Today was guided tour Day. We signed up for a half day bus and walking tour around the Park. We ate in the room, found we had time on our hands before the bus arrived. Liter, our driver, and Shannon, our Ranger, picked us up at 8am and we began our 700 year tour of the Anasazi people. Actually, that term is no longer used by Rangers and other knowledgeable people, as it is a Navaho term and the peoples referred to are not really Navajo; a number of current tribes have descended from this ancient group; so, the term Ancestral Puebloans is now used. It is believed these people eventually melted into the various current tribes of the Four Corners area and beyond.
The Cliff Palace--An Iconic Image of Mesa Verde
The first Native American peoples lived here permanently appeared about 500 AD; they lived in pithouses. Next came the Kiva Houses, about 900 AD. Finally, the Cliff Dwellers came about 1200 AD; they only lasted until circa 1300. It is unknown exactly why they left. Speculative reasons include drought, exhausted resources, disease and enemies.
Detail--The Cliff Palace
Shannon--Our Guide on the 700 Year Tour
Working Archeologist at Cliff Palace
Inside the Cliff Palace
A Kiva-style House
Climbing Out of the Cliff House
We have been surprised at how cool the weather has been. We had not anticipated the elevations we encounter, and the coolness that brings. Nor had we anticipated serial thundershowers. We are glad we were prepared to layer our clothing.
After the tour, we had lunch at the Far View Terrace. It was lunch time and we barely beat another giant bus crowd into the dining area. Of course, in the excitement, I forgot our backpack with both our hats and both our outer shirts. Fortunately, our driver turned the pack in at the lodge! Claire had chili and a salad; I had a Navajo taco—I was ready for something hearty. The service crew seemed to be making up for yesterday's deficiencies: “Is everything all right?” “You can get a free sample of fudge over there.” They were all about customer service, today. I guess we caught them at a bad (slow) time, yesterday.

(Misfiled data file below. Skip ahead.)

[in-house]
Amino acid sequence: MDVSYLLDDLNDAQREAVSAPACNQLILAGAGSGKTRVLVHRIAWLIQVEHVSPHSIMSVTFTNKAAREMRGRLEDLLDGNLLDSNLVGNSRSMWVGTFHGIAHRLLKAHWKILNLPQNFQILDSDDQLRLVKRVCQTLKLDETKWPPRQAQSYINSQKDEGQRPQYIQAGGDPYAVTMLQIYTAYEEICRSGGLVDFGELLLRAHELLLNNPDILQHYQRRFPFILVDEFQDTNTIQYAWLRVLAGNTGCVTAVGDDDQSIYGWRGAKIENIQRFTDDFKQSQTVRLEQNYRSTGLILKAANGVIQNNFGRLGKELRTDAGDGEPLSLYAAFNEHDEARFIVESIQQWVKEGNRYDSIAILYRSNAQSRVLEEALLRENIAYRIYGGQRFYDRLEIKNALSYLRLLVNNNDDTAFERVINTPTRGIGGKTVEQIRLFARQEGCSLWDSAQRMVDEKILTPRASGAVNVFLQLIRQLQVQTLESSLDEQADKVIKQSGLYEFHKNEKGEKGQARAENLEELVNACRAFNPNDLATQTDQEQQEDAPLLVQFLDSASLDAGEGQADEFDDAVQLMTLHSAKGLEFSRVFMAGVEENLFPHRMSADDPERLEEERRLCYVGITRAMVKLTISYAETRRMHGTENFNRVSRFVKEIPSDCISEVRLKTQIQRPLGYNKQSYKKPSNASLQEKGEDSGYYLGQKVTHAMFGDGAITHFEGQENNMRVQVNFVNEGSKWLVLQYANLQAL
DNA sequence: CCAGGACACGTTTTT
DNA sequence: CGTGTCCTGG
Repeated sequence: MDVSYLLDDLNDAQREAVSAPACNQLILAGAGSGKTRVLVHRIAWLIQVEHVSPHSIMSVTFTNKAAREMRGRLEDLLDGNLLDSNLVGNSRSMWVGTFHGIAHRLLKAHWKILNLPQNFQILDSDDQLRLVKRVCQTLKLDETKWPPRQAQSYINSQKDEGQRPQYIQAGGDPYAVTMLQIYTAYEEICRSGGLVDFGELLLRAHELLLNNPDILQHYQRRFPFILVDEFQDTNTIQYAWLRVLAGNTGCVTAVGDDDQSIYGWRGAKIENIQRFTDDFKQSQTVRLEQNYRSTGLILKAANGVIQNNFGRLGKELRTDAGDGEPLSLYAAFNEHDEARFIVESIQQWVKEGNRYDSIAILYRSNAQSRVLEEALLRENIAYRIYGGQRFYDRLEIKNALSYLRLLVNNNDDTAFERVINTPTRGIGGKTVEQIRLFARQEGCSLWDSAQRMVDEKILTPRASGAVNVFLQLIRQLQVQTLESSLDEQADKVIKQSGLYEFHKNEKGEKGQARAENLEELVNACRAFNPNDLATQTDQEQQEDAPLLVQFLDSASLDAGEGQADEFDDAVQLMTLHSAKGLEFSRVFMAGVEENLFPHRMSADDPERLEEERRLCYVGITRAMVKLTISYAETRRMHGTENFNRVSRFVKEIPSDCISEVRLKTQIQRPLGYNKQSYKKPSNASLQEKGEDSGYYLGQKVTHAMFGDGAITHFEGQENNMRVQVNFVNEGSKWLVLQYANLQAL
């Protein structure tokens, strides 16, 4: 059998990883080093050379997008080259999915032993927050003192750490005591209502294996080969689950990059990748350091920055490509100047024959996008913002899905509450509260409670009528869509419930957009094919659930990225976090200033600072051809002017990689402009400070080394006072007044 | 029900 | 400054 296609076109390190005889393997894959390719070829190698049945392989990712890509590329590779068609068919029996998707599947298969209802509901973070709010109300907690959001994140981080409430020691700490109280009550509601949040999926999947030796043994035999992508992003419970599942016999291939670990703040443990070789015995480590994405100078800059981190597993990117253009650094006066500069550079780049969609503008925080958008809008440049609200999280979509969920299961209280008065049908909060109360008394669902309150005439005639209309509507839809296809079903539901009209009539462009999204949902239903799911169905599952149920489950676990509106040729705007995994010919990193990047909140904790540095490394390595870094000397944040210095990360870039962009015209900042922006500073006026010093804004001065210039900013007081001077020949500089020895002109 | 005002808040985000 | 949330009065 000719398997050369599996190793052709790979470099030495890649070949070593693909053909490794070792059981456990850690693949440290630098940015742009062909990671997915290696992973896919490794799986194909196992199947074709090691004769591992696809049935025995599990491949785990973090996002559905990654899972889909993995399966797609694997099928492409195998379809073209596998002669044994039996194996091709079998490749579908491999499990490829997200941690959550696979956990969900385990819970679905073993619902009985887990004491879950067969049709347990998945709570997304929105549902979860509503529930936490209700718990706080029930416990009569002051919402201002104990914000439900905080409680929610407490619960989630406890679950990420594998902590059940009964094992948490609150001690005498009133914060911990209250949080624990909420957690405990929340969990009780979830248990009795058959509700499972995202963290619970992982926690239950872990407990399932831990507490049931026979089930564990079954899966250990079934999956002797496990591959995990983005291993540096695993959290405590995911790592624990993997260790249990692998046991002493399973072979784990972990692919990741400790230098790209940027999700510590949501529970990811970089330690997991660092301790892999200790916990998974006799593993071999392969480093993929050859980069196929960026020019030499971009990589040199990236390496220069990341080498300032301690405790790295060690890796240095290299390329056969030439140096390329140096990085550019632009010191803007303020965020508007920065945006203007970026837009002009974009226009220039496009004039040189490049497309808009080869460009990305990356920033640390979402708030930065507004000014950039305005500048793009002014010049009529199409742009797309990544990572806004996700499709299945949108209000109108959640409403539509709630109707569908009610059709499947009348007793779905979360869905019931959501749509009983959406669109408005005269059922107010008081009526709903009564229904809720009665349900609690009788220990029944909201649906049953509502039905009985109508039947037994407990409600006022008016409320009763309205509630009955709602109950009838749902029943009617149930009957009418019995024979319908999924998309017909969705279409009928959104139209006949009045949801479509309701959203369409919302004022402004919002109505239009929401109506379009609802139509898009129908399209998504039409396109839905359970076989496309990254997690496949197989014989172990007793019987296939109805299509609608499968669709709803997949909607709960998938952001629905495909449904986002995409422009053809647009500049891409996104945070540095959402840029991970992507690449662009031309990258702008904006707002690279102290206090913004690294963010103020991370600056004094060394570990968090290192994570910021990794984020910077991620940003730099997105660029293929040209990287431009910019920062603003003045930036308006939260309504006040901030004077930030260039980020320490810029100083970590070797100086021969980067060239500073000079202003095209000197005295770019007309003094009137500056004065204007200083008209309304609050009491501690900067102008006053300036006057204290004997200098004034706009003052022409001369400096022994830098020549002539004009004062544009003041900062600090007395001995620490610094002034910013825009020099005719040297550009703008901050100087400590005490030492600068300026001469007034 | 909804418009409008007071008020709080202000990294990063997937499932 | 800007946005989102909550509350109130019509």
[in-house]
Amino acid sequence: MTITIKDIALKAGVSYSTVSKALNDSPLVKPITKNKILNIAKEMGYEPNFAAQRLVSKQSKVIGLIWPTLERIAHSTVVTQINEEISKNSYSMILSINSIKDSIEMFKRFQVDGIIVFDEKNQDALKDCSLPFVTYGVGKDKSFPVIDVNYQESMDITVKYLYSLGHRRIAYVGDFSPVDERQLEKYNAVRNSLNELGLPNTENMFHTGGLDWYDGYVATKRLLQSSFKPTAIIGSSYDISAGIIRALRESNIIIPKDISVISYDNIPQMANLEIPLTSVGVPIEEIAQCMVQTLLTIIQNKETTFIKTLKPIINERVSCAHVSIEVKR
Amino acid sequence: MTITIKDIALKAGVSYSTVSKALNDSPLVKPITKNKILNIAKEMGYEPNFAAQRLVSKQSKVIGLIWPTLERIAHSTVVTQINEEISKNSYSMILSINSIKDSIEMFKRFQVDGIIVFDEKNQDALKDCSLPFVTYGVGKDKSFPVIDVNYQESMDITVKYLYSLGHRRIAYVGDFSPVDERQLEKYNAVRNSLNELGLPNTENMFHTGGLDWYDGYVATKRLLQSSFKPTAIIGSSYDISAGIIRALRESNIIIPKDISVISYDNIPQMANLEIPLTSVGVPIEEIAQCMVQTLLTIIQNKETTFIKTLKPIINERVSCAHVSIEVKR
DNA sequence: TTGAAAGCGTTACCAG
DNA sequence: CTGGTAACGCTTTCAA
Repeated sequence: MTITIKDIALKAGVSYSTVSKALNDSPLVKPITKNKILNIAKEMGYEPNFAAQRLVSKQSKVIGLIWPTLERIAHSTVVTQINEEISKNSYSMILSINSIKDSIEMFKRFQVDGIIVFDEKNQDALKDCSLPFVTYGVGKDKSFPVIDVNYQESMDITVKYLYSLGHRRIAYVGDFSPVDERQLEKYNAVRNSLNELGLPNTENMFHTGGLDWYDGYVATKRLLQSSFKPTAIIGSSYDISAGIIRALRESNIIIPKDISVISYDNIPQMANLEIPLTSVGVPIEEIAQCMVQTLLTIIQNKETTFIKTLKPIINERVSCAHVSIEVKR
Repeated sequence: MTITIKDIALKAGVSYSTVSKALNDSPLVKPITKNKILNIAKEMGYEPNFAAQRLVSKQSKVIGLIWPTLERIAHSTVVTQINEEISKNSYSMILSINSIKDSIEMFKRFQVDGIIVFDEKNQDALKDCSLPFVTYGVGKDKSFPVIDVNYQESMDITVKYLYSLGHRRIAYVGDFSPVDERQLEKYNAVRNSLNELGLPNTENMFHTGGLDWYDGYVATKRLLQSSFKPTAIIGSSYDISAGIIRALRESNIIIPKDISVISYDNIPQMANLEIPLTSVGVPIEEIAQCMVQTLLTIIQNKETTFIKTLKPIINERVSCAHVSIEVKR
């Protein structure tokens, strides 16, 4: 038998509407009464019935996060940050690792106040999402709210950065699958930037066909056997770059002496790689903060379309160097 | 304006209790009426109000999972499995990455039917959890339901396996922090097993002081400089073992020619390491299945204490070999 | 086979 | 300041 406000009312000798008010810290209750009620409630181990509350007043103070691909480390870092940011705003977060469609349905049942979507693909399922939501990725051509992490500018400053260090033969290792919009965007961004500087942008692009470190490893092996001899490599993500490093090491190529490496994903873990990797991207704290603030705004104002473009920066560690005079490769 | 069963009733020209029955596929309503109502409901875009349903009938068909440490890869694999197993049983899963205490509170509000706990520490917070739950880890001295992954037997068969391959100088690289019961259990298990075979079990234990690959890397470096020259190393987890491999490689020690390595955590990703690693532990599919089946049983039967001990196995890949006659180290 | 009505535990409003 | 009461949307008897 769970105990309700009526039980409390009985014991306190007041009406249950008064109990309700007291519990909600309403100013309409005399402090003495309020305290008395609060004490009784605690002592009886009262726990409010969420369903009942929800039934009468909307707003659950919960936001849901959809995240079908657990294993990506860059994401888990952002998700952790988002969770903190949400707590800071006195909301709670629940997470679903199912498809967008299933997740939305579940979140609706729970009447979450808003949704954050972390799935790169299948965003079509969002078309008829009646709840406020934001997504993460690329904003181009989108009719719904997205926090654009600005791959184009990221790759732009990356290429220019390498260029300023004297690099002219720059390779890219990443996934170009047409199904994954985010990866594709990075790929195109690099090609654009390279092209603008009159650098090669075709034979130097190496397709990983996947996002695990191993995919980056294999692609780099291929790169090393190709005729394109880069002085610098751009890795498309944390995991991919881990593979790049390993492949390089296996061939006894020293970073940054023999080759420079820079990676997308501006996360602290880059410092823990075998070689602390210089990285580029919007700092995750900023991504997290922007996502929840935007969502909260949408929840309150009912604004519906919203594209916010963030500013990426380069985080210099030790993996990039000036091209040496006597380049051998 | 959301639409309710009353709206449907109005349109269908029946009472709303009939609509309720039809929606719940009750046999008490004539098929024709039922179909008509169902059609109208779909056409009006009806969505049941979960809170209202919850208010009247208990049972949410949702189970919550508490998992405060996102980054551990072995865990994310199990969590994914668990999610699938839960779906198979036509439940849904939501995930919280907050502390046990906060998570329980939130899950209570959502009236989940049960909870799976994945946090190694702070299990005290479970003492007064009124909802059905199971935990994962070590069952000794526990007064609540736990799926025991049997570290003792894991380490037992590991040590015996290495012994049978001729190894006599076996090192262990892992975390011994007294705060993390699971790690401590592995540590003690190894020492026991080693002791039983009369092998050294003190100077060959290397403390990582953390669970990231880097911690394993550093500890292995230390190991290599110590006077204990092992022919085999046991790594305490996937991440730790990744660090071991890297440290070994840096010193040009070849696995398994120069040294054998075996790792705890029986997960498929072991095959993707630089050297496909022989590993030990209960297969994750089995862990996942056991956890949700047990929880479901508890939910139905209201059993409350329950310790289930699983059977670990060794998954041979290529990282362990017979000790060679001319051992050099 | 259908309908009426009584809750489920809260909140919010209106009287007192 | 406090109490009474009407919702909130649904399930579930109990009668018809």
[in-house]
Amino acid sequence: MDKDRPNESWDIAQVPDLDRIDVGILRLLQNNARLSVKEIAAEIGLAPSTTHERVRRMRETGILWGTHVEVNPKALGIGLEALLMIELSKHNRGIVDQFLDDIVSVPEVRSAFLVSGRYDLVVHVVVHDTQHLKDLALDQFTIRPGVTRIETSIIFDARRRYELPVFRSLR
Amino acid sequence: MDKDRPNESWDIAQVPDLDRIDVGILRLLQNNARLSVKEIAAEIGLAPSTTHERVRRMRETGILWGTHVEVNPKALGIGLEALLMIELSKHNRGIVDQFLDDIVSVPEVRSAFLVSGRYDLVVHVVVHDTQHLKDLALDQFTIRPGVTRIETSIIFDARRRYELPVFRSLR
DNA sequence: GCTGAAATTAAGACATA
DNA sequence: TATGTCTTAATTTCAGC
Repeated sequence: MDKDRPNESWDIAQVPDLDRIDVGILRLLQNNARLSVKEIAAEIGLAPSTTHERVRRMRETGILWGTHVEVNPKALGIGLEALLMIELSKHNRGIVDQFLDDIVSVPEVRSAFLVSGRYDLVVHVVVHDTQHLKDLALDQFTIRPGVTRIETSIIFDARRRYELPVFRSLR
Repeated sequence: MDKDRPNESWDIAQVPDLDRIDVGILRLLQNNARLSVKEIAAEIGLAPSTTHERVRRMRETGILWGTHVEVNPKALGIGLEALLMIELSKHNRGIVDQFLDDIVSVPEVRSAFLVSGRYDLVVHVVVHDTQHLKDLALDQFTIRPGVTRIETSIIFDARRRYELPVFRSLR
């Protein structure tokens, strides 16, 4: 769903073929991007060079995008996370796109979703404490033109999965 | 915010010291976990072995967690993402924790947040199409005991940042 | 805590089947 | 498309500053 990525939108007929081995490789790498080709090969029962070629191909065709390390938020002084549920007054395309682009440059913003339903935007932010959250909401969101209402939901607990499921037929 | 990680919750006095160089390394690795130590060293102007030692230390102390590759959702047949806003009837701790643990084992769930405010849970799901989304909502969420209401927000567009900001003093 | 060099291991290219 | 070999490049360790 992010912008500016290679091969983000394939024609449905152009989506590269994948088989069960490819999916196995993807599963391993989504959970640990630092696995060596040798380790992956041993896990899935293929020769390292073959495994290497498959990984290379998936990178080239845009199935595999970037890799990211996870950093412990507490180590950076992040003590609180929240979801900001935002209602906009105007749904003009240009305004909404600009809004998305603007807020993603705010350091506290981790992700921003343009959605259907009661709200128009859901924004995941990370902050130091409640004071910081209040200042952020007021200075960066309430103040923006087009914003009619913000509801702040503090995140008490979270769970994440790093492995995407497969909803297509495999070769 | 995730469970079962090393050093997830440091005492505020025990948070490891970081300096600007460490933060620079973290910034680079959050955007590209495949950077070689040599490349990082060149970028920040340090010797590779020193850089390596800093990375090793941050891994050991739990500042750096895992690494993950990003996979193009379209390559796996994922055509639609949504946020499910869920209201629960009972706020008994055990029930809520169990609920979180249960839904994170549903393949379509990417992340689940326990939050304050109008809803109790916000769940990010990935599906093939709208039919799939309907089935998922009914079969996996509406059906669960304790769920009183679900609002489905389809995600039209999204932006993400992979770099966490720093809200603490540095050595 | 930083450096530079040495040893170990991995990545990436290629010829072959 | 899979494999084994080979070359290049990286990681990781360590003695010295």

After lunch, we drove to the Museum and watched the movie—only we both kept falling asleep: I think we are both affected by the altitude and failing to drink enough water. Then we walked down the path to the overlook for the Spruce Tree House. This is an excellent specimen of Cliff Dwellings—and we are able to view on our own and even climb down into a reconstructed Kiva House.
Spruce House--Are these early apartments in sunny Southwest?
Ladder into Kiva-style house
Leaving the Spruce House, we wanted to hike down a narrow loop trail to see the Petroglyphs. We were told that they were only 1.5 miles away. But, it ended up seeming like much more. The total loop was 2.4 miles.
Chuck on the Loop Trail
On the Loop Trail
Yucca Plant. Note the fibers, used for baskets, rope, sewing...
Chuck Looking Back on the Trail
Interesting Rock Formation
Petroglyphs Detail. Evidence that early Native American cultures had their children provide hand imprints as gifts on Mother's Day.
We had intended to eat at the Terrace View Cafe, but I took so long to work on the blog--I was at the Lodge as the room had no Internet access--that Claire joined me and suggested that we eat upstairs at the Far View Lounge--it was cheaper than the restaurant and closer than the cafe. I had Navajo Pizza and Claire had Quesedillas--both excellent. My beer was Hopus Operendi, a pale ale: I had asked for the darkest local draft they had.
Chuck's Navajo Pizza
When we show our respect for other living things, they respond with respect for us. ~ Arapaho Proverb